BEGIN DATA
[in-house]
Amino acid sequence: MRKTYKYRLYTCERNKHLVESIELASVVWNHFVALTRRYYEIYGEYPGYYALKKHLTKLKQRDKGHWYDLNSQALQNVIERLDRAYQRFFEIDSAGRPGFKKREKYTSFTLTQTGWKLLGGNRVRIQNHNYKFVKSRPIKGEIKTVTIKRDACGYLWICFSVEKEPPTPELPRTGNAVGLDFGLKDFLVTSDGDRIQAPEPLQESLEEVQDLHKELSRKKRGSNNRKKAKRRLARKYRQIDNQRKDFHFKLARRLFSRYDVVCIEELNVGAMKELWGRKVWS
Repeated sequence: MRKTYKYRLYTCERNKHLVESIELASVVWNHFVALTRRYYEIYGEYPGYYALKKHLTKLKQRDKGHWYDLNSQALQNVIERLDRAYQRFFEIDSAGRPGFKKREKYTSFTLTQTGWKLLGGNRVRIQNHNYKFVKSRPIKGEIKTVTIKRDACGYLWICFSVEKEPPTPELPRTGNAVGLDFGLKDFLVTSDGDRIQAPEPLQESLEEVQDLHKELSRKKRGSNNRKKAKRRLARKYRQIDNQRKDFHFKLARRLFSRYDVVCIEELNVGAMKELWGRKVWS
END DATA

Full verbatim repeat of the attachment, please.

[in-house]
Amino acid sequence: MRKTYKYRLYTCERNKHLVESIELASVVWNHFVALTRRYYEIYGEYPGYYALKKHLTKLKQRDKGHWYDLNSQALQNVIERLDRAYQRFFEIDSAGRPGFKKREKYTSFTLTQTGWKLLGGNRVRIQNHNYKFVKSRPIKGEIKTVTIKRDACGYLWICFSVEKEPPTPELPRTGNAVGLDFGLKDFLVTSDGDRIQAPEPLQESLEEVQDLHKELSRKKRGSNNRKKAKRRLARKYRQIDNQRKDFHFKLARRLFSRYDVVCIEELNVGAMKELWGRKVWS
Repeated sequence: MRKTYKYRLYTCERNKHLVESIELASVVWNHFVALTRRYYEIYGEYPGYYALKKHLTKLKQRDKGHWYDLNSQALQNVIERLDRAYQRFFEIDSAGRPGFKKREKYTSFTLTQTGWKLLGGNRVRIQNHNYKFVKSRPIKGEIKTVTIKRDACGYLWICFSVEKEPPTPELPRTGNAVGLDFGLKDFLVTSDGDRIQAPEPLQESLEEVQDLHKELSRKKRGSNNRKKAKRRLARKYRQIDNQRKDFHFKLARRLFSRYDVVCIEELNVGAMKELWGRKVWS